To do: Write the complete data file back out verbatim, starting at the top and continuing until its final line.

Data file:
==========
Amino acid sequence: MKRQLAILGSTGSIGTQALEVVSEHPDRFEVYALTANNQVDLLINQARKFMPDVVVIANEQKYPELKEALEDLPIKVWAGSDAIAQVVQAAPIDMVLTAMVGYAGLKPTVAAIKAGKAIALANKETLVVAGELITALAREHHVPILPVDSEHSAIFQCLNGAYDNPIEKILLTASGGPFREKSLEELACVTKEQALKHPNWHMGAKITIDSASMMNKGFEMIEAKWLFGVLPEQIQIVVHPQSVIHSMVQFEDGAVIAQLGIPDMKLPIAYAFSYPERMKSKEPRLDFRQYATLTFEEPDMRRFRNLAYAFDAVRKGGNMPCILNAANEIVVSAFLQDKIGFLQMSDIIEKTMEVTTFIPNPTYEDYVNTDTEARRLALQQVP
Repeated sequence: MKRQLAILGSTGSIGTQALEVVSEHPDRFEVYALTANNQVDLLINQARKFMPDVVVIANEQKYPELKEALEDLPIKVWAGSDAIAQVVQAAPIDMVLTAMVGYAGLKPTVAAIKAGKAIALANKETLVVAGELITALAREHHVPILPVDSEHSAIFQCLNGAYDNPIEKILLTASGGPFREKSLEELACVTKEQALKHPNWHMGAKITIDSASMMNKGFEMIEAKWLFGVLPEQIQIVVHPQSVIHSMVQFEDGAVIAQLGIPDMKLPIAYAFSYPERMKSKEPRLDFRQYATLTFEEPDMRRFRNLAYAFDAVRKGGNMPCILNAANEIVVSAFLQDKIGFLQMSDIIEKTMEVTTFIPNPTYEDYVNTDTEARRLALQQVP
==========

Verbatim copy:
Amino acid sequence: MKRQLAILGSTGSIGTQALEVVSEHPDRFEVYALTANNQVDLLINQARKFMPDVVVIANEQKYPELKEALEDLPIKVWAGSDAIAQVVQAAPIDMVLTAMVGYAGLKPTVAAIKAGKAIALANKETLVVAGELITALAREHHVPILPVDSEHSAIFQCLNGAYDNPIEKILLTASGGPFREKSLEELACVTKEQALKHPNWHMGAKITIDSASMMNKGFEMIEAKWLFGVLPEQIQIVVHPQSVIHSMVQFEDGAVIAQLGIPDMKLPIAYAFSYPERMKSKEPRLDFRQYATLTFEEPDMRRFRNLAYAFDAVRKGGNMPCILNAANEIVVSAFLQDKIGFLQMSDIIEKTMEVTTFIPNPTYEDYVNTDTEARRLALQQVP
Repeated sequence: MKRQLAILGSTGSIGTQALEVVSEHPDRFEVYALTANNQVDLLINQARKFMPDVVVIANEQKYPELKEALEDLPIKVWAGSDAIAQVVQAAPIDMVLTAMVGYAGLKPTVAAIKAGKAIALANKETLVVAGELITALAREHHVPILPVDSEHSAIFQCLNGAYDNPIEKILLTASGGPFREKSLEELACVTKEQALKHPNWHMGAKITIDSASMMNKGFEMIEAKWLFGVLPEQIQIVVHPQSVIHSMVQFEDGAVIAQLGIPDMKLPIAYAFSYPERMKSKEPRLDFRQYATLTFEEPDMRRFRNLAYAFDAVRKGGNMPCILNAANEIVVSAFLQDKIGFLQMSDIIEKTMEVTTFIPNPTYEDYVNTDTEARRLALQQVP